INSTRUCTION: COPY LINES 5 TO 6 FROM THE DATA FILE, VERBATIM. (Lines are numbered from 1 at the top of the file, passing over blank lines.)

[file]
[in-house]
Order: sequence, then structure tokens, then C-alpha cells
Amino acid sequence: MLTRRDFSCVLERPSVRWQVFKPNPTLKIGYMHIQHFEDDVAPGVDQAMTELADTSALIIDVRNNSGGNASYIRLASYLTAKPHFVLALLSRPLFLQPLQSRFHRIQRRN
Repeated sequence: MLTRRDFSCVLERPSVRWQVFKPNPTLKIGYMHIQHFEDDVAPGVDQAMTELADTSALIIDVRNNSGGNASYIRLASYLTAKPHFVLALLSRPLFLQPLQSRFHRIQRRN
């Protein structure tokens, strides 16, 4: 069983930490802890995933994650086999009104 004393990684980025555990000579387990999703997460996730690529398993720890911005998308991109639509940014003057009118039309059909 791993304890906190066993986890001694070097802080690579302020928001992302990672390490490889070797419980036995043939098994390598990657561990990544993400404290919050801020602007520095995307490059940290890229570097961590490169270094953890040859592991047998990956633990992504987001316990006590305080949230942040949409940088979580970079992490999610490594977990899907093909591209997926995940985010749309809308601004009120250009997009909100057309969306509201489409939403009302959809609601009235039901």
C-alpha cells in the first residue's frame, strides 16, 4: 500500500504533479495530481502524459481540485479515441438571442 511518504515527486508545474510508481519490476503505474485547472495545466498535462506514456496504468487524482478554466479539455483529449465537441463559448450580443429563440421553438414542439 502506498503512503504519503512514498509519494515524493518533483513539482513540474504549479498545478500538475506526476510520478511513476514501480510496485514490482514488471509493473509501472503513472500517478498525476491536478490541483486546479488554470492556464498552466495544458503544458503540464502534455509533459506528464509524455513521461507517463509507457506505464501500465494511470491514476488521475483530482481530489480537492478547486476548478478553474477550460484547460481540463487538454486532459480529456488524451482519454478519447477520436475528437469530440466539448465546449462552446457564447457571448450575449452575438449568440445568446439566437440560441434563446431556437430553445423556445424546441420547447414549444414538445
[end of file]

């Protein structure tokens, strides 16, 4: 069983930490802890995933994650086999009104 004393990684980025555990000579387990999703997460996730690529398993720890911005998308991109639509940014003057009118039309059909 791993304890906190066993986890001694070097802080690579302020928001992302990672390490490889070797419980036995043939098994390598990657561990990544993400404290919050801020602007520095995307490059940290890229570097961590490169270094953890040859592991047998990956633990992504987001316990006590305080949230942040949409940088979580970079992490999610490594977990899907093909591209997926995940985010749309809308601004009120250009997009909100057309969306509201489409939403009302959809609601009235039901």
C-alpha cells in the first residue's frame, strides 16, 4: 500500500504533479495530481502524459481540485479515441438571442 511518504515527486508545474510508481519490476503505474485547472495545466498535462506514456496504468487524482478554466479539455483529449465537441463559448450580443429563440421553438414542439 502506498503512503504519503512514498509519494515524493518533483513539482513540474504549479498545478500538475506526476510520478511513476514501480510496485514490482514488471509493473509501472503513472500517478498525476491536478490541483486546479488554470492556464498552466495544458503544458503540464502534455509533459506528464509524455513521461507517463509507457506505464501500465494511470491514476488521475483530482481530489480537492478547486476548478478553474477550460484547460481540463487538454486532459480529456488524451482519454478519447477520436475528437469530440466539448465546449462552446457564447457571448450575449452575438449568440445568446439566437440560441434563446431556437430553445423556445424546441420547447414549444414538445